“The second you open up the car door, the air is different there,” said Glossa. “The ground is a little crunchy from all the needles from the trees. And then you just have a little bit of a teasing vista between the trees. The cabins are really about sitting quietly on the land without calling attention to themselves.”

Inside, the goal was to nod to an iconic, even eclectic, cabin aesthetic, while prioritizing easy maintenance and durability. Dowbuilt enveloped a central support wall in reclaimed wood, the boards salvaged from a falling-down 1890s barn that once stood on the property. The contractor carefully mitered and aligned each board to achieve a fluid wrap around the corners, preserving its natural patina, including knicks, scars and even lichen in some places.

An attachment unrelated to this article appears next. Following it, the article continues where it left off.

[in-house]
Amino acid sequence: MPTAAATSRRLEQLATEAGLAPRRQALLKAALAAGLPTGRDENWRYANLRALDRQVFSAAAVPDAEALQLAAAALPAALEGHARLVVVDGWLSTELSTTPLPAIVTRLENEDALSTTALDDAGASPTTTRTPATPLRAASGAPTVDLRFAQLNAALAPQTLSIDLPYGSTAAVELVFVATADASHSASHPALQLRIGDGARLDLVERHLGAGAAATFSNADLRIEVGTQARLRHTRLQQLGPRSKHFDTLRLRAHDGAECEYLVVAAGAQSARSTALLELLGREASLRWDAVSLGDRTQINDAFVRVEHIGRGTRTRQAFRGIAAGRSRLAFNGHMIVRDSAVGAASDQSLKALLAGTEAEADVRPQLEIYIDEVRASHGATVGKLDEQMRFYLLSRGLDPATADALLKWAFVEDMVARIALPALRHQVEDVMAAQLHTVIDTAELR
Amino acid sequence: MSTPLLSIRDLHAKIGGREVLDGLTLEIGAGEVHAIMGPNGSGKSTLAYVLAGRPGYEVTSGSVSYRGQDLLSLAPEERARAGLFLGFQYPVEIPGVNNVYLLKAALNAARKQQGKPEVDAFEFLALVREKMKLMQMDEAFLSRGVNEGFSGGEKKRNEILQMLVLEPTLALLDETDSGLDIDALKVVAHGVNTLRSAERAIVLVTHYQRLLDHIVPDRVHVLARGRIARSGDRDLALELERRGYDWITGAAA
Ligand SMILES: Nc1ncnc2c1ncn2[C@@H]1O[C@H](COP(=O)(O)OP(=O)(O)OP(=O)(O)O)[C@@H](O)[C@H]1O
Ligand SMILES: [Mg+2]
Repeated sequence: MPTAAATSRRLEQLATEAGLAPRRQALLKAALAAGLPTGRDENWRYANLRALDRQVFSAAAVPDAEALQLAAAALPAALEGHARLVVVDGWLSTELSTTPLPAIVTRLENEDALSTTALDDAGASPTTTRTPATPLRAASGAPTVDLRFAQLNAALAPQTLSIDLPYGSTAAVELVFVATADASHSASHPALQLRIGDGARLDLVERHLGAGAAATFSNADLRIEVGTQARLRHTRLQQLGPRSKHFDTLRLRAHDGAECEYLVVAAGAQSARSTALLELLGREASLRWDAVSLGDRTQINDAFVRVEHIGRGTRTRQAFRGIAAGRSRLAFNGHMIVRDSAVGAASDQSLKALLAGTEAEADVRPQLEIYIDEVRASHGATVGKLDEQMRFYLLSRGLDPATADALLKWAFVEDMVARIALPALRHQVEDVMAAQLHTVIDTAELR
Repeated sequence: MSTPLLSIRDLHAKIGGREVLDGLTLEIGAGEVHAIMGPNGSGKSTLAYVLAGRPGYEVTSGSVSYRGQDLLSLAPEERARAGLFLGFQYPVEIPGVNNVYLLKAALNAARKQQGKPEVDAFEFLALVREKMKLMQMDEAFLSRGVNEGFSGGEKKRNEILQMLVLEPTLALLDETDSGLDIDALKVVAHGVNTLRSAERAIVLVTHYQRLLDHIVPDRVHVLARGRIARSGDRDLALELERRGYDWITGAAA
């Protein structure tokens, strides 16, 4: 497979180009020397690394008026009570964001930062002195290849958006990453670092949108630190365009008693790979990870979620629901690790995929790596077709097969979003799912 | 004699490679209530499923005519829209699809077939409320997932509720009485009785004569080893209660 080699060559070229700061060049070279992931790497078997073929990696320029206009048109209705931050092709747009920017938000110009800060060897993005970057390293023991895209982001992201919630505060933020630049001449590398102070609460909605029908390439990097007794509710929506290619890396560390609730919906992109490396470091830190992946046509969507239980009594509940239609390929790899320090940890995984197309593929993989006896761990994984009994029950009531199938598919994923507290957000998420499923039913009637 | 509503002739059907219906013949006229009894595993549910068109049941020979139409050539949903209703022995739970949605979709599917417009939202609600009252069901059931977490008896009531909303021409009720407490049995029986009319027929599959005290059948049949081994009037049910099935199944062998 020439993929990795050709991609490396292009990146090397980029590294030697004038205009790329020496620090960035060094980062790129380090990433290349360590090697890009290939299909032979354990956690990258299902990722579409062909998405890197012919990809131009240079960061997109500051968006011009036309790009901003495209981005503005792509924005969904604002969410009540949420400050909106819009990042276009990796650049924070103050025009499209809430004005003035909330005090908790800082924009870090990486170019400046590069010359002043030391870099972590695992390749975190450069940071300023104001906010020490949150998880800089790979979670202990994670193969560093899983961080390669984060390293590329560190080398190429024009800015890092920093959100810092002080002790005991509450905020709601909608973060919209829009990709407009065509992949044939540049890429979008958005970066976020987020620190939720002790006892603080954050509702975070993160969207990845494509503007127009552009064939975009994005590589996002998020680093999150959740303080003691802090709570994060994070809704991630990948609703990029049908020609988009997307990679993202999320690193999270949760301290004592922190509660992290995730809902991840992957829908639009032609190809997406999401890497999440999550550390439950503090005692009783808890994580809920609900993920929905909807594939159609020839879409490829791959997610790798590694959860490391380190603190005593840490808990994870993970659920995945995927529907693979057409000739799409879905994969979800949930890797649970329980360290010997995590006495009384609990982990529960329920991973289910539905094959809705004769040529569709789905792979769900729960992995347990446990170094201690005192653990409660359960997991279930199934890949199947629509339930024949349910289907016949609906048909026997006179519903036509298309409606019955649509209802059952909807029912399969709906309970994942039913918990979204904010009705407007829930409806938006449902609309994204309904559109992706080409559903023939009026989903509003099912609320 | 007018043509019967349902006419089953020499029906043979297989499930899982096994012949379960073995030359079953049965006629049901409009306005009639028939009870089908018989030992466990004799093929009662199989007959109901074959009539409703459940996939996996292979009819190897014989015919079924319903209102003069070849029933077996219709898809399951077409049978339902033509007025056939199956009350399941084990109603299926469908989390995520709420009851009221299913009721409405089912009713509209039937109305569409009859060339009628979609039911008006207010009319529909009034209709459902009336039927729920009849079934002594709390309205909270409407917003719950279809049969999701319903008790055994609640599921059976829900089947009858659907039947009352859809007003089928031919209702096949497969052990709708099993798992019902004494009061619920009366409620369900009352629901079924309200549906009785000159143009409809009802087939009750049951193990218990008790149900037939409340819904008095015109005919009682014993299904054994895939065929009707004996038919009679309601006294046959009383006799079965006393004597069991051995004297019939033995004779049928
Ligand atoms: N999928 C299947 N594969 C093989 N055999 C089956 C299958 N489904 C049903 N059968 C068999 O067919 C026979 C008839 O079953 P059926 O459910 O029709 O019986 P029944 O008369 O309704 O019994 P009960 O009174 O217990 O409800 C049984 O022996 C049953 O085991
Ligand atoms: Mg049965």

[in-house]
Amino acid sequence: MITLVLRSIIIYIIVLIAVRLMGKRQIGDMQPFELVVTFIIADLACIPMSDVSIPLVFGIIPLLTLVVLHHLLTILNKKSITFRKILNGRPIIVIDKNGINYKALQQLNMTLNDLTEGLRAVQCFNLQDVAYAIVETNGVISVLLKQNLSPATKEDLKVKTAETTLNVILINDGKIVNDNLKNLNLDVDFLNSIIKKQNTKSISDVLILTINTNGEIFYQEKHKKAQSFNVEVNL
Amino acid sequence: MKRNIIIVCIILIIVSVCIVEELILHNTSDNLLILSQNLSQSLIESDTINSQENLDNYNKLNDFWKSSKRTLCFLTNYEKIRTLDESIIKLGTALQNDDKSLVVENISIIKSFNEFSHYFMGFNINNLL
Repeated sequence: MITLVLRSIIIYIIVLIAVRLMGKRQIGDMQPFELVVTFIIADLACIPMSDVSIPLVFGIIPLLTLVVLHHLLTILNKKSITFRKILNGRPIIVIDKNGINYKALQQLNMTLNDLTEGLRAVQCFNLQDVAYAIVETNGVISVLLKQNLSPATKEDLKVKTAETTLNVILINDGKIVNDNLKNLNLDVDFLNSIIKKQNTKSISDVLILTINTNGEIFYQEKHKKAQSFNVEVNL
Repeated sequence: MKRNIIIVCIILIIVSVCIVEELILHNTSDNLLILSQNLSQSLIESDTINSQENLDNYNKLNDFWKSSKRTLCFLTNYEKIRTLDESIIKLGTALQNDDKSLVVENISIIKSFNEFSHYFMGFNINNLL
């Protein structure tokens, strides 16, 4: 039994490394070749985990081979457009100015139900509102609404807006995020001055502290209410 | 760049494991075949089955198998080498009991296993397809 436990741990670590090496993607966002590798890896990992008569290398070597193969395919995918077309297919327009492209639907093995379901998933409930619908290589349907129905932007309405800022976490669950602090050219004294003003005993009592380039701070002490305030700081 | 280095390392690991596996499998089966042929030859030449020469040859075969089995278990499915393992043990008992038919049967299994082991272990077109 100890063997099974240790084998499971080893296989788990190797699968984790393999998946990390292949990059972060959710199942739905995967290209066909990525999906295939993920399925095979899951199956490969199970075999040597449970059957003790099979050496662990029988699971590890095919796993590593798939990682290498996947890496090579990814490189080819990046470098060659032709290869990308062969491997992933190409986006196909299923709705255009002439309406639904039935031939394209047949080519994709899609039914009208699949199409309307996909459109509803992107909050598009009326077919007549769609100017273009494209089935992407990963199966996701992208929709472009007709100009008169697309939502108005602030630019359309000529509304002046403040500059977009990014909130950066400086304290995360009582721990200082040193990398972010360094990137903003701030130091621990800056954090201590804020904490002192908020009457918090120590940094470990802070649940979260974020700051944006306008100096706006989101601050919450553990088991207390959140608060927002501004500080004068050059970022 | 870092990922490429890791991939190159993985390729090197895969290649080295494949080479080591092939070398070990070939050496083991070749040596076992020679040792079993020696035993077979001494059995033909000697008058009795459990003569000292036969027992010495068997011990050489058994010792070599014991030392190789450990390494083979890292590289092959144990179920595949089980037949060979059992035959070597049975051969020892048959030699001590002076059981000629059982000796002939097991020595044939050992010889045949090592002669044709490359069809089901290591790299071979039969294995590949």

Concrete floors and exposed plywood panels on the remaining walls are equally hard-wearing. “There’s not a drop of drywall in either dwelling,” Glossa said. The designer tapped Seattle blacksmith Black Dog Forge to fabricate iron hardware, from the cabinet pulls to the drapery rods. Atop the custom kitchenette cabinets, the countertops are a slim profile of solid-surface material, called Dekton.

Bright colors, from the window seat bench cushions dressed in outdoor fabric, to the brilliant green Pratt & Larson tile in the bathroom, balance the wood tones. The finishing touches, antique furnishings, have been in the family for years and would be easily recognized by the cabin’s visitors. Such was the point: “To have a welcoming, sweet spot that felt like home,” Glossa said.